Shang-Chi has been wrestling with the responsibility of living in two worlds, one he wanted to fully embrace and another he hoped to leave behind. Even though the clash and outcomes between these two seemed inevitable, the series’ conclusion stops short of making it seem “predictable,” at least in a negative sense. Shang-Chi #5 may not be the series' most visually impressive chapter or its best paced, but it is a fitting end to an even better series.
In an opening that’s about as dramatic as they come, readers see a superhero squad who have mastered their disciplines descending on a city besieged by “ancient Chinese vampires” as an agent aptly puts it. While the ferocity of the Jiangshi and Sister Hammer have been established before, these opening moments reminds readers of that quality in case they held any lingering doubts. A show of agents and civilians being converted into the Jiangshi subtly raises the threat level by presenting not just an attack, but an outbreak.
Though the bond between Shang-Chi, Sister Dagger, and Brother Sabre is stronger than ever before in Shang-Chi #5, their reforged reliance upon one another is weighed down by some unaddressed reservations from Shang-Chi #4. Through visions of what may come inflicted on his mind by an enemy, Brother Sabre saw visions of Shang-Chi taking the position of Commander and bringing the Earth to ruin.
At the time it foreshadowed that Brother Sabre may later intervene to save Shang-Chi, perhaps from the Jiangshi wound inflicted on him by Sister Hammer’s forces. Or perhaps Shang-Chi would personally save Brother Sabre somehow to unknowingly reassure his brother of his pure nature. Neither route, nor any route, was taken, however, even when there was a perfect opportunity presented by Shang-Chi unwillingly having to strike out at his siblings. It’s an omission with no apparent reason behind it which stands out even more considering how cohesive the rest of these chapters have been.
As far as Shang-Chi’s dealings with his conflicting worlds go, the final issue handled the matter with poise. A mind-influencing microchip was a bit on-the-nose as far as personifications of the modern influence on old ways go, but the living metaphor for the Jiangshi demons being manifestations of inner demons forged from trauma was a creative solution and explanation for their existence. Shang-Chi’s trip through Sister Hammer’s memories feels like it would’ve been better suited for perhaps the fourth issue while leaving the conclusion more grounded in reality, but this peek into her mind is a visual treat regardless. Some of Shang-Chi’s best moments came from the skilled warrior being transported to the worlds he was least familiar with, and the same is true when reliving Sister Hammer’s past.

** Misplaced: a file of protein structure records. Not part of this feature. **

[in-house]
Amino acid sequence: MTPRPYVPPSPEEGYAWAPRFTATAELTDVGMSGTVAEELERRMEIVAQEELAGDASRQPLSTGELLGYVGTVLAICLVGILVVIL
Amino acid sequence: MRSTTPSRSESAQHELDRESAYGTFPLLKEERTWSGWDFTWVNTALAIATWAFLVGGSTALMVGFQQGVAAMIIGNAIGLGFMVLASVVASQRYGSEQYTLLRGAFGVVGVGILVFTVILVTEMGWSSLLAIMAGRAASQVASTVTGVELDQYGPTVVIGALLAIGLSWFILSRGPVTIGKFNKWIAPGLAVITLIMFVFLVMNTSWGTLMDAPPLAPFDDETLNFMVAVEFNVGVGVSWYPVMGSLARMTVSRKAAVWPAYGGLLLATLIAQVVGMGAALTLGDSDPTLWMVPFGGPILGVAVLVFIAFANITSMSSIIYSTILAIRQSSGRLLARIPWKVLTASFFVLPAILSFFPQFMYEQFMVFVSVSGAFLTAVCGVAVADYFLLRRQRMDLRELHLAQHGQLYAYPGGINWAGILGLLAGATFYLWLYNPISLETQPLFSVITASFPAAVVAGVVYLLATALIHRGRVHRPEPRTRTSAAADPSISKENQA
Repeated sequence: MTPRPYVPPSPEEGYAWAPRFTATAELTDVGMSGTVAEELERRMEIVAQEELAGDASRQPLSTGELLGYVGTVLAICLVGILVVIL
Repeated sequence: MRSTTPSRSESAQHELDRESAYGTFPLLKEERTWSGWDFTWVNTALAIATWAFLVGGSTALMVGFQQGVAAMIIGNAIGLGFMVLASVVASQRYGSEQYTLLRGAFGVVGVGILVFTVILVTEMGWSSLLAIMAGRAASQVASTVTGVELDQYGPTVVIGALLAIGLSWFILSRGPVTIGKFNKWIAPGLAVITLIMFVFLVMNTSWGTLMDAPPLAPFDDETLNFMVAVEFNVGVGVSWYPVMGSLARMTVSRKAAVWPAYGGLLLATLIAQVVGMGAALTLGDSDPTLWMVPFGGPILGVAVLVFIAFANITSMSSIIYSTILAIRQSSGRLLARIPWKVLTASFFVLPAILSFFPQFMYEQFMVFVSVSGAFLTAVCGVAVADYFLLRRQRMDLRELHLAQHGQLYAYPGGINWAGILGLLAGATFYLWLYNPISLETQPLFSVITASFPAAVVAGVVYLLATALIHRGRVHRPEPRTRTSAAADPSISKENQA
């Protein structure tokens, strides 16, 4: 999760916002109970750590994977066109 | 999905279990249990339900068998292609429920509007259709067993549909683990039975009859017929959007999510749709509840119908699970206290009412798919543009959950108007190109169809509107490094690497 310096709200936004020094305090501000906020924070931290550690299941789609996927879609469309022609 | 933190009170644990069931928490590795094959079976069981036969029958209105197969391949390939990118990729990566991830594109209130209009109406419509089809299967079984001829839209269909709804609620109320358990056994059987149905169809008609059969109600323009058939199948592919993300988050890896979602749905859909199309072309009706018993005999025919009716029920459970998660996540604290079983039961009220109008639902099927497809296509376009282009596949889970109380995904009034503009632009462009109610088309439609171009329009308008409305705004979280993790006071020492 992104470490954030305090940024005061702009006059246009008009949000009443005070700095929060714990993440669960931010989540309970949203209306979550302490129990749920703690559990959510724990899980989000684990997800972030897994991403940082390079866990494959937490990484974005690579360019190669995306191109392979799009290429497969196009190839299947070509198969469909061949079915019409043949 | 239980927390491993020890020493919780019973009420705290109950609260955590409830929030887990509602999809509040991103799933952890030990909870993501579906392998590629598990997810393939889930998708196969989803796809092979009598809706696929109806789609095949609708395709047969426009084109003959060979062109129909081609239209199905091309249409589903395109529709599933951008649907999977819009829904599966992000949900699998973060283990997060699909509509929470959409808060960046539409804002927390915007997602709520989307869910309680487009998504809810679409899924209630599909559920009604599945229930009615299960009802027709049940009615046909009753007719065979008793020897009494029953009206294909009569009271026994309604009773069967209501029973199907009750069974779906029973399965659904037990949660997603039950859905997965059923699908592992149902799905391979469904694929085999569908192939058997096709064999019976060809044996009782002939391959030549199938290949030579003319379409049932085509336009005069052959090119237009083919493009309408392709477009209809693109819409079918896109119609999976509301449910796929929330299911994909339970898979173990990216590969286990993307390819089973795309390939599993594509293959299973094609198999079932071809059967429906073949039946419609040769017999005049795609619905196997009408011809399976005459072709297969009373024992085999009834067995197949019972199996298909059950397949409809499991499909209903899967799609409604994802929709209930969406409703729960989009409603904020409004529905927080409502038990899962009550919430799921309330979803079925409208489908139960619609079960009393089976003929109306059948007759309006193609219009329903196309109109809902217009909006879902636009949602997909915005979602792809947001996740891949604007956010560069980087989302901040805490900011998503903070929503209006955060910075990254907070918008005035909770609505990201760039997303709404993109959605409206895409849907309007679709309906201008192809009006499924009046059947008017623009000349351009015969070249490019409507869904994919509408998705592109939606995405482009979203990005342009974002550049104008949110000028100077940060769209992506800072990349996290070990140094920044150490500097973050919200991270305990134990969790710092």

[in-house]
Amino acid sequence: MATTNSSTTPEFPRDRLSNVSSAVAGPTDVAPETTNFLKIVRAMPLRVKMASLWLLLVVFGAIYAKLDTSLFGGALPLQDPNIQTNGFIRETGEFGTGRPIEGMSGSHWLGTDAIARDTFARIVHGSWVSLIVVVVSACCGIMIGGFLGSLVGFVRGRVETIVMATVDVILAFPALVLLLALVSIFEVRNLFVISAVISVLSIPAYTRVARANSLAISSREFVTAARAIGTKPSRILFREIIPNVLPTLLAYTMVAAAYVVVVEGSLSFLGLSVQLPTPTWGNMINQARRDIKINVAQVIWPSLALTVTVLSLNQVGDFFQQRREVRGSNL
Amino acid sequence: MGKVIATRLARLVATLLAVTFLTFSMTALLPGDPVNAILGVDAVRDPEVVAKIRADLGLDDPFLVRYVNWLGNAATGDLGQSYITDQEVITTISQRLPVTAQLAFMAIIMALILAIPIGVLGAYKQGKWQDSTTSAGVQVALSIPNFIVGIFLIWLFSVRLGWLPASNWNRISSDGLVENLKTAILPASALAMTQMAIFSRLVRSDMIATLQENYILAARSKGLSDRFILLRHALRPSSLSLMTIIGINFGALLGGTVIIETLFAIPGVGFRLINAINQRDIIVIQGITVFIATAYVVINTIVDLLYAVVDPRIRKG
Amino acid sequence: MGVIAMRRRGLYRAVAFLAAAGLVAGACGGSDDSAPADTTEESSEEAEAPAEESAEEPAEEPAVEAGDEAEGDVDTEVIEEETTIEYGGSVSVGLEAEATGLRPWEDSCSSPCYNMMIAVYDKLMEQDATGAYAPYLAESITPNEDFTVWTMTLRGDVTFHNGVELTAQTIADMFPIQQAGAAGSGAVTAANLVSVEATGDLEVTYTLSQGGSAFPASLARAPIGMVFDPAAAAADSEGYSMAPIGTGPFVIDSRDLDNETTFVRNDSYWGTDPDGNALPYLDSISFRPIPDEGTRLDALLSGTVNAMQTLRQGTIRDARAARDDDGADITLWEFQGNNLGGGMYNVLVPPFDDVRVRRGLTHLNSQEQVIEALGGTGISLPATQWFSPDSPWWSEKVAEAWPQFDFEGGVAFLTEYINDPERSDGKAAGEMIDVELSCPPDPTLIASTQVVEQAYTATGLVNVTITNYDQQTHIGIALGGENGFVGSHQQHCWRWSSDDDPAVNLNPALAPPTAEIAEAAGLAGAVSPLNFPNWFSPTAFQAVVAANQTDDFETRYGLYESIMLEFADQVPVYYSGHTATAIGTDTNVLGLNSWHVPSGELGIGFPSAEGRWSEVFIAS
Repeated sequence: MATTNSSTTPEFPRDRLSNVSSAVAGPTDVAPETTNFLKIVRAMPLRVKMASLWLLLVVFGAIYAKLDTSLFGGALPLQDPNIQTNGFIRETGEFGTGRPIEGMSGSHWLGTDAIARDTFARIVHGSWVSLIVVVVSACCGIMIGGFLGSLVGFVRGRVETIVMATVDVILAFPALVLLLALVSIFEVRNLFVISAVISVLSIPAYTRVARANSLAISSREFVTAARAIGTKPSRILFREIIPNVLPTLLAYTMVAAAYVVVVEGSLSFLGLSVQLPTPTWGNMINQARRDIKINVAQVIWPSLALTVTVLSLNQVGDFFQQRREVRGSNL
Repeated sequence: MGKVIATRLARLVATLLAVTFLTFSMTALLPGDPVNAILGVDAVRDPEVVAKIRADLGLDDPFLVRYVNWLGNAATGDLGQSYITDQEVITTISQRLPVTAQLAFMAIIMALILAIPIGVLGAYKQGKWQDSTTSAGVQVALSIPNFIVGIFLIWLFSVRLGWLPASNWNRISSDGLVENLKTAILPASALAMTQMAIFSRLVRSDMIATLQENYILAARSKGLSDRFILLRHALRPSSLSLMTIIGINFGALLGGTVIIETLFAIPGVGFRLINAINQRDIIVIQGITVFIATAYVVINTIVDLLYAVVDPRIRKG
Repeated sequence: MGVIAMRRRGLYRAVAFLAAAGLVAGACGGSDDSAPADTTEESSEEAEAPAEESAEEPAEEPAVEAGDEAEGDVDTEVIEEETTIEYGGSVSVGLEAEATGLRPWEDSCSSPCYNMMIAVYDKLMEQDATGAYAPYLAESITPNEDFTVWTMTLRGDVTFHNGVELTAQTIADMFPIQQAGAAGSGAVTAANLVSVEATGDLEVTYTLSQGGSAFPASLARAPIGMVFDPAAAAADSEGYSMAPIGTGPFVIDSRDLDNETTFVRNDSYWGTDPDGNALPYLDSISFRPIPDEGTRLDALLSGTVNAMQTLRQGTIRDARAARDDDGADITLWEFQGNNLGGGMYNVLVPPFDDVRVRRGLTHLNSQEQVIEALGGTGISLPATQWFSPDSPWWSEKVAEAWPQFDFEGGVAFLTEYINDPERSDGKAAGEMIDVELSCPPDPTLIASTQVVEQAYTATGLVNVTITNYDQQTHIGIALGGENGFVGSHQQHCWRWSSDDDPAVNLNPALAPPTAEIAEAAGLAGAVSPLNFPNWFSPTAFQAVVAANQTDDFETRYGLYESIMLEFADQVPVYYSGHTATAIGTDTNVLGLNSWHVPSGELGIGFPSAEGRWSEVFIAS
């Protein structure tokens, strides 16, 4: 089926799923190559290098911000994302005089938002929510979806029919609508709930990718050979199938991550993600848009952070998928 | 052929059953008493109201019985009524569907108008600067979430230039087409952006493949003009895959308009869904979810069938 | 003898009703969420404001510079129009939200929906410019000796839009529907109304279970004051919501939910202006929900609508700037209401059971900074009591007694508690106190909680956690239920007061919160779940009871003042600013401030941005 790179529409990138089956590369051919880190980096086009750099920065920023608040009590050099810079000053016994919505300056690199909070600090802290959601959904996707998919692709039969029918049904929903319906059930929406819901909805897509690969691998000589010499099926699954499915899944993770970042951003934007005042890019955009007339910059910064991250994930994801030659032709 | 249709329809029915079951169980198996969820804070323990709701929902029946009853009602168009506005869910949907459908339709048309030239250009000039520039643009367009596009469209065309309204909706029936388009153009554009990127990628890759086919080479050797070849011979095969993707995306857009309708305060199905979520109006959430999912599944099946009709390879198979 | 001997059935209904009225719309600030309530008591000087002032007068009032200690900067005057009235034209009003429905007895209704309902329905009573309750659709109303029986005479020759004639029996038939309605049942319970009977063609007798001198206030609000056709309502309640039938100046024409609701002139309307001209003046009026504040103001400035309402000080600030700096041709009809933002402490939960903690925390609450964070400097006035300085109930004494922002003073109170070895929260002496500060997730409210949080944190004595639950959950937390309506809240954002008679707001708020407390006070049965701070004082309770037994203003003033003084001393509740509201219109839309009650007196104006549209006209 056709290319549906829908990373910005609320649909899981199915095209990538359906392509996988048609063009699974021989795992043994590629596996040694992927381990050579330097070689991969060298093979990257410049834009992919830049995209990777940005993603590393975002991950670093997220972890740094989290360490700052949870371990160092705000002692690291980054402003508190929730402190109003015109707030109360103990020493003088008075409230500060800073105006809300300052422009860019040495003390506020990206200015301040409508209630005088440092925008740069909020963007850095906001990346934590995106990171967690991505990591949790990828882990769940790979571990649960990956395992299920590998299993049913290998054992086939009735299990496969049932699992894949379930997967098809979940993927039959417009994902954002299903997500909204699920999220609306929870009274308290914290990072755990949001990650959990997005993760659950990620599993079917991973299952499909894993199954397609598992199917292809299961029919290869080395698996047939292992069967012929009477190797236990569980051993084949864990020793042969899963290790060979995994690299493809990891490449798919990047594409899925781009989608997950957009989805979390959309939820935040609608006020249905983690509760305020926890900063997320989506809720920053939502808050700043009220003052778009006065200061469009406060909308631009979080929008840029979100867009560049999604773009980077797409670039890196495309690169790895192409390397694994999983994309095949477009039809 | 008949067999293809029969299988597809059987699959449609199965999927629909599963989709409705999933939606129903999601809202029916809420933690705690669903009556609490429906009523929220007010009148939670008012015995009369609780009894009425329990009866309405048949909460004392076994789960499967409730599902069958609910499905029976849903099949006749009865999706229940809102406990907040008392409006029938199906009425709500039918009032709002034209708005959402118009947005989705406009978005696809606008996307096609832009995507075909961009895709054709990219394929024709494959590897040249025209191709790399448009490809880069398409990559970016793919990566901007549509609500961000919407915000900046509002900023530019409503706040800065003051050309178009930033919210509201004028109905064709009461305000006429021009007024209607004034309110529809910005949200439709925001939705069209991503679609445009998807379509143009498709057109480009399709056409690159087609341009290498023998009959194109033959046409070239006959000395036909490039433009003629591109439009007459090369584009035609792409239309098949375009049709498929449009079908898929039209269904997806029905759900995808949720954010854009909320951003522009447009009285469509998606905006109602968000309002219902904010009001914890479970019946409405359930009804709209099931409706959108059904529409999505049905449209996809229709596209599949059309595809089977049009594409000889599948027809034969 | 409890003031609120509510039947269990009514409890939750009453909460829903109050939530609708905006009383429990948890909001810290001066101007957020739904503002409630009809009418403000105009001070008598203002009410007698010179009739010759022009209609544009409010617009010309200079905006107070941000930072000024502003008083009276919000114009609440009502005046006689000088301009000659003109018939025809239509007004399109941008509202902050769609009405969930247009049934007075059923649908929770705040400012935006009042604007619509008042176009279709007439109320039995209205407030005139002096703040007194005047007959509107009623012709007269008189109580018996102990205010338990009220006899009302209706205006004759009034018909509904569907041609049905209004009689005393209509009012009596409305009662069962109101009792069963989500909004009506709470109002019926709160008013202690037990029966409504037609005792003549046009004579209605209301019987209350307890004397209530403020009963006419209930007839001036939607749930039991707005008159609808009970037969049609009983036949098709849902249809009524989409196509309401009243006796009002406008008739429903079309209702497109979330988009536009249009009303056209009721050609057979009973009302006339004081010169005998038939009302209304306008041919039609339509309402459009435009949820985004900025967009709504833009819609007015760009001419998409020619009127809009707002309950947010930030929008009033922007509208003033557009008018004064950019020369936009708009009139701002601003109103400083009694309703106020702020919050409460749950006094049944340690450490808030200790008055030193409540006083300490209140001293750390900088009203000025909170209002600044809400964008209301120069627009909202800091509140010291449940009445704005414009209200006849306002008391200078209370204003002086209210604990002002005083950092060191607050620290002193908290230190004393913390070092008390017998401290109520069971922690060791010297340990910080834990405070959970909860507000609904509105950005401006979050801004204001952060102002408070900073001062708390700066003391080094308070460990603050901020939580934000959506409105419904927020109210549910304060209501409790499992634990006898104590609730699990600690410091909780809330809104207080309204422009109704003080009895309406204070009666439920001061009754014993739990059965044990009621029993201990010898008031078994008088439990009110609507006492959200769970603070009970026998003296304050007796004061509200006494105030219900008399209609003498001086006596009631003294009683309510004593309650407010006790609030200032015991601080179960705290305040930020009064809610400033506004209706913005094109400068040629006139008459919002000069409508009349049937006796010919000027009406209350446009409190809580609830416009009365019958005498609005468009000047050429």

Coming to terms with Zheng Zu’s lasting influence is an outcome expected since the venomous relationship was established long enough ago that one could’ve predicted likely outcomes of the series, but the finale still manages to surprise while staying true to its characters. It also smartly leaves the door open for more Shang-Chi adventures to come with a renewed since of camaraderie imbued in the Five Weapons Society as it enters a new era.
Published by Marvel Comics
On January 27, 2021
Written by Gene Luen Yang
Art by Dike Ruan and Philip Tan
Colors by Sebastian Cheng0comments
Letters by Travis Lanham
Cover by Marcus To and Sebastian Cheng